So magazine publishers seem finally to have won their battle to sponsor some TV programmes – at least on cable and satellite – and advertisers will be allowed to sponsor programmes directly related to their own product category. The proposed relaxation of the Independent Television Commission code – subject to public consultation – is an undoubted boost to the TV sponsorship business.
But before the sales teams throw their logo-covered baseball caps in the air and stick out their Cotton-Tradered chests, they should reflect that this may be merely another false dawn in a trade that has seen quite a few.
Almost six years after Croft Port broke the mould with Rumpole of the Bailey, by linking brand values to a TV drama, television sponsorship still hasn’t really caught the marketing director’s imagination – and seems to have escaped most ad agencies altogether (for reasons which may have something to do with money). This year the total market will be worth little more than 45m gross – about two and a half per cent of total TV ad revenue. ITV accounts for 30m – and that includes much of the record-breaking 10m Cadbury has just paid for Coronation Street.
For every step forward, TV sponsorship seems to take half a pace back. For, with far less publicity than the Cadbury coup, one of the other recent “breakthrough” sectors is quietly pulling out of TV sponsorship.
It seems tabloids are no longer queueing up to buy into ITV game shows, after jointly ploughing in an estimated 7m a year for the past two years. Mirror Group, which this year has sponsored Talking Telephone Numbers and Take Your Pick, has now withdrawn and The Sun’s deal with Lucky Numbers is coming to an end – with little sign it will be repeated.
Yet two years ago, News International tied up no fewer than four game shows – Wheel of Fortune, Family Fortunes, Go Bingo and Play Your Cards Right – in the first multiprogramme sponsorship deal in ITV’s history.
The tie-up between tabloids and game shows – cemented by scratchcards – seemed a marriage made in heaven. For the newspapers it brought an onscreen link with some of their readers’ favourite shows, resulting in good promotion and an interactive scratchcard game which would encourage readers to buy the paper.
For ITV it meant not just millions of pounds in sponsorship income but acres of promotional coverage in the tabloids, particularly on the day of the programme, helping to boost ratings. And for the sponsorship sales teams, it provided a hefty building-block on which they could construct other deals that would take TV sponsorship to new heights.
Those involved agree that the TV-newspaper tie-ins resulted in millions of readers playing the scratchcard games, and boosted circulations. So what has gone wrong?
There have been several problems. One is the sheer cost – not just of the TV deal itself but of printing and distributing the scratchcards, which during a 17-week run can be prohibitive. Another is that ITV – as must be its right – has rescheduled programmes, causing havoc with a tie-in that requires millions of pre-printed scratchcards. That is why Mirror Group ended its Take Your Pick deal, half-way through the series’ run.
Tim Brady, director of sponsorship at TSMS, now believes that for a newspaper to put its name on “an existing long-term game show for ITV is a thing of the past”. But he says that is partly because the papers now want to get involved during the conception of the shows.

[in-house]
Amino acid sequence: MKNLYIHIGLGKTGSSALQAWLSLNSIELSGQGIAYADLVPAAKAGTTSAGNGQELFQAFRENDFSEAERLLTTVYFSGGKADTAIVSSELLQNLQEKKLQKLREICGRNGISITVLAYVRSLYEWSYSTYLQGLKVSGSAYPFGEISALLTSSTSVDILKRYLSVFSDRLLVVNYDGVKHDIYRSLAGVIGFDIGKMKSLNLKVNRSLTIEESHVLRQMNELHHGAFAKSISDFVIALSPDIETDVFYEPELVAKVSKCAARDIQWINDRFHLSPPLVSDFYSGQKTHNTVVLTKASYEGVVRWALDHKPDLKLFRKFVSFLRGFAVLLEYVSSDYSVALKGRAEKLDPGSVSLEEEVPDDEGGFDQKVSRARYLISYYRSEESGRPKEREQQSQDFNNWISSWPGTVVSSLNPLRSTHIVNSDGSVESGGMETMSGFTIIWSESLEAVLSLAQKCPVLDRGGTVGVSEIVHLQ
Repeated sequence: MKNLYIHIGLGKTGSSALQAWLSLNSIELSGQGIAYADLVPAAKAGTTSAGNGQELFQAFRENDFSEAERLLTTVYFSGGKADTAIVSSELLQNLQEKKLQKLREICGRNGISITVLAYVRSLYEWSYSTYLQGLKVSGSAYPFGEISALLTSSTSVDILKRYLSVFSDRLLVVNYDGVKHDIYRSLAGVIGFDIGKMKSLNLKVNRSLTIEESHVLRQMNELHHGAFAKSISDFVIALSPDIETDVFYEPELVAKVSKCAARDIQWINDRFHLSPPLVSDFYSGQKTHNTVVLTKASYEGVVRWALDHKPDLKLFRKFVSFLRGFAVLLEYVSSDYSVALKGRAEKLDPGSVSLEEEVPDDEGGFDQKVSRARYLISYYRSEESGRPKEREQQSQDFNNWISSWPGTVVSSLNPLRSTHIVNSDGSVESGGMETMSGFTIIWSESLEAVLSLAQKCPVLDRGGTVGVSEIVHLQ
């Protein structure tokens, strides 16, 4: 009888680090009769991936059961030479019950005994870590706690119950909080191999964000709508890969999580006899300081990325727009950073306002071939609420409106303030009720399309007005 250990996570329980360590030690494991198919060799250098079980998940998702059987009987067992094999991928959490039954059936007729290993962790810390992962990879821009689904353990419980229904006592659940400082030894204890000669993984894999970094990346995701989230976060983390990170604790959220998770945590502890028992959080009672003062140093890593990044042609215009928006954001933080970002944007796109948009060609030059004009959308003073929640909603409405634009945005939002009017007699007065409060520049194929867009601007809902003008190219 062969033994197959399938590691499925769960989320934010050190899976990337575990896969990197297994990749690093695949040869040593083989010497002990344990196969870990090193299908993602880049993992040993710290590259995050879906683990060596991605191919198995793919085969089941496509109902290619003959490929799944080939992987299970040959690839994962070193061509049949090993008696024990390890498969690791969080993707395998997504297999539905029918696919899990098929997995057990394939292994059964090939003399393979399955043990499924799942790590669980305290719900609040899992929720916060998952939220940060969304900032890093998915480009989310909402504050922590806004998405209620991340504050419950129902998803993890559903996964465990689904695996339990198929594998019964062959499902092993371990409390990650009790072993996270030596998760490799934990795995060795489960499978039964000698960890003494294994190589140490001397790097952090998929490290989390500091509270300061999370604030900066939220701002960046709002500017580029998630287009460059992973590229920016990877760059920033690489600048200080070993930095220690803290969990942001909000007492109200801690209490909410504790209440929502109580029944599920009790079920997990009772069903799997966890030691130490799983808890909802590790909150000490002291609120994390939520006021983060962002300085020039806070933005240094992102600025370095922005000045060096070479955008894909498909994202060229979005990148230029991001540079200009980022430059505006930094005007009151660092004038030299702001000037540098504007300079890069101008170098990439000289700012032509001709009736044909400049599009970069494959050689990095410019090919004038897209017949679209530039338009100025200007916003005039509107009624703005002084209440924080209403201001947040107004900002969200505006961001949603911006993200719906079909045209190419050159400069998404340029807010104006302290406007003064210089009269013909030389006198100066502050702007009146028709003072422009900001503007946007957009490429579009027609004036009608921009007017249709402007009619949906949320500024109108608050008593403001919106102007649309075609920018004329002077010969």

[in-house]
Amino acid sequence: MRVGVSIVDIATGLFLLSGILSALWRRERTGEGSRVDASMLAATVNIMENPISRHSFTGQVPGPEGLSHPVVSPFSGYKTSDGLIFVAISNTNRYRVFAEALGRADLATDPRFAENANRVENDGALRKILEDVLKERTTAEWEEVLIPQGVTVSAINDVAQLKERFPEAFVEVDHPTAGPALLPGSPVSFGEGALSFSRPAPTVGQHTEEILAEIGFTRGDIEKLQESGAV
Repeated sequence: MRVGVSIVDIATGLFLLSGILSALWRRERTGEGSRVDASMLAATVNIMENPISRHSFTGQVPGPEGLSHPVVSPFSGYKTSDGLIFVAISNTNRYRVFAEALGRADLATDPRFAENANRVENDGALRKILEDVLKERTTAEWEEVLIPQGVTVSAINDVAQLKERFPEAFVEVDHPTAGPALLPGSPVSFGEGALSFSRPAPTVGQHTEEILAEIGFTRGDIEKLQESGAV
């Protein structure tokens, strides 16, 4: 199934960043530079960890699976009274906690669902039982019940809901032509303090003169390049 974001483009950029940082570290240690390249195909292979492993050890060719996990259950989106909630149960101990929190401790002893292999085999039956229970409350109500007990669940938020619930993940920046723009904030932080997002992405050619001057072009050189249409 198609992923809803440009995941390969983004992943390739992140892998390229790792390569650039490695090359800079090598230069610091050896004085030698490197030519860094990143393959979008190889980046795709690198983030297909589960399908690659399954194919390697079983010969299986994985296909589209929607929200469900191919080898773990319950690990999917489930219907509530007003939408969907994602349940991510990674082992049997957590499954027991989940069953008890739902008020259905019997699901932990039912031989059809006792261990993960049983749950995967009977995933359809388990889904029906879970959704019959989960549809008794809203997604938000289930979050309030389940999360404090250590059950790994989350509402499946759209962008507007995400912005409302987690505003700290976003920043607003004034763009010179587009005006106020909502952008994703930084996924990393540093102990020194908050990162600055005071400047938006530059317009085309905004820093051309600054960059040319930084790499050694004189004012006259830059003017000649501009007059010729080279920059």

“I think more and more they see themselves wanting to be there when the idea is being thought up so they can actually think alongside us as to how they would run any newspaper game,” he says. He hopes other advertisers, perhaps retailers, might step in to replace the tabloids, encouraging their customers to take part in games at home.
Even if newspapers eventually do come back to TV, the teams selling sponsorship must now replace their millions simply to stand still – which soaks up most of the Cadbury 10m.
Brady admitted publicly last week that “perhaps we’ve failed to get the message into the right place either in clients or agencies”. He told the Incorporated Society of British Advertisers’ sponsorship conference he still gets replies from advertisers to his mailings saying “thank you but our charity budget is fully committed”.
No one can say ITV has not tried. Eighteen months ago, it signed up Millward Brown to provide the tracking research on sponsorship campaigns that advertisers said they needed. And, though some would say this helped secure the Cadbury deal, TV sponsorship still has to make its great leap forward.
But the satellite channels feel happier. Mark Wood of BSkyB, who led the successful campaign to persuade the ITC to relax its rules, says they take almost 20 per cent of sponsorship income with just ten per cent of the viewing – in other words it brings in eight per cent of their total ad revenue, a much higher share than ITV’s.
The fact that the rules are less restrictive for satellite and cable stations helps. But Wood believes an equally significant factor is that on Sky, sponsorship is “not simply riding advertising’s coat tails”. Sky’s research shows sponsorship is seen as more appropriate on Sky than on ITV, commanding a more important role for the brands concerned.
Certainly some people looked askance at the brash credits for Ford’s Monday Night Football when they first leapt out of the screen three years ago – and they would still look out of place. Now, on Sky, they seem unexceptional, which is one reason the new ITC rules are likely to benefit the satellite and cable channels more than the terrestrials.